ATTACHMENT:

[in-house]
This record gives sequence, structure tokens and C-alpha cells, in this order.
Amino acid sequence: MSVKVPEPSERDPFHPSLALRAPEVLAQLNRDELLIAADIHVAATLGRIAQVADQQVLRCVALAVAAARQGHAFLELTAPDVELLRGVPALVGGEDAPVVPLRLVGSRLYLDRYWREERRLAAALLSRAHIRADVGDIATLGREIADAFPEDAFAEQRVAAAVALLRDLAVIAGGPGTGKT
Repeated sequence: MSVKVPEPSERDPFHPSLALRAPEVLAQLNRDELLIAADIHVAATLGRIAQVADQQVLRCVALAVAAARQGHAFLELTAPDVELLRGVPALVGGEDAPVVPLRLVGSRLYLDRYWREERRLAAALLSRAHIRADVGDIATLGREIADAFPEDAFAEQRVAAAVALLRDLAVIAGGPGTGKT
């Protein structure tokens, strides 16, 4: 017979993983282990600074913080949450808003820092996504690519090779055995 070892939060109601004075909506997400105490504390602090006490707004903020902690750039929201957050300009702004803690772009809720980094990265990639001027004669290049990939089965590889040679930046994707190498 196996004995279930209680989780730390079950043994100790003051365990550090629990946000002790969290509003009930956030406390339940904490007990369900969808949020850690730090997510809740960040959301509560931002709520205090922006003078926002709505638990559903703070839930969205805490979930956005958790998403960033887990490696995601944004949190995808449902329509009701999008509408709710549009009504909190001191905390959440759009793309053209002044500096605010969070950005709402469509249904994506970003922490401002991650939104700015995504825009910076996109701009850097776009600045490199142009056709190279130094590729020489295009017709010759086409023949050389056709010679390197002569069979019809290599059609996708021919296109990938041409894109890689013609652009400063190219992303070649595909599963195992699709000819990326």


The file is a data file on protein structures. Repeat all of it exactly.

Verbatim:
[in-house]
This record gives sequence, structure tokens and C-alpha cells, in this order.
Amino acid sequence: MSVKVPEPSERDPFHPSLALRAPEVLAQLNRDELLIAADIHVAATLGRIAQVADQQVLRCVALAVAAARQGHAFLELTAPDVELLRGVPALVGGEDAPVVPLRLVGSRLYLDRYWREERRLAAALLSRAHIRADVGDIATLGREIADAFPEDAFAEQRVAAAVALLRDLAVIAGGPGTGKT
Repeated sequence: MSVKVPEPSERDPFHPSLALRAPEVLAQLNRDELLIAADIHVAATLGRIAQVADQQVLRCVALAVAAARQGHAFLELTAPDVELLRGVPALVGGEDAPVVPLRLVGSRLYLDRYWREERRLAAALLSRAHIRADVGDIATLGREIADAFPEDAFAEQRVAAAVALLRDLAVIAGGPGTGKT
């Protein structure tokens, strides 16, 4: 017979993983282990600074913080949450808003820092996504690519090779055995 070892939060109601004075909506997400105490504390602090006490707004903020902690750039929201957050300009702004803690772009809720980094990265990639001027004669290049990939089965590889040679930046994707190498 196996004995279930209680989780730390079950043994100790003051365990550090629990946000002790969290509003009930956030406390339940904490007990369900969808949020850690730090997510809740960040959301509560931002709520205090922006003078926002709505638990559903703070839930969205805490979930956005958790998403960033887990490696995601944004949190995808449902329509009701999008509408709710549009009504909190001191905390959440759009793309053209002044500096605010969070950005709402469509249904994506970003922490401002991650939104700015995504825009910076996109701009850097776009600045490199142009056709190279130094590729020489295009017709010759086409023949050389056709010679390197002569069979019809290599059609996708021919296109990938041409894109890689013609652009400063190219992303070649595909599963195992699709000819990326």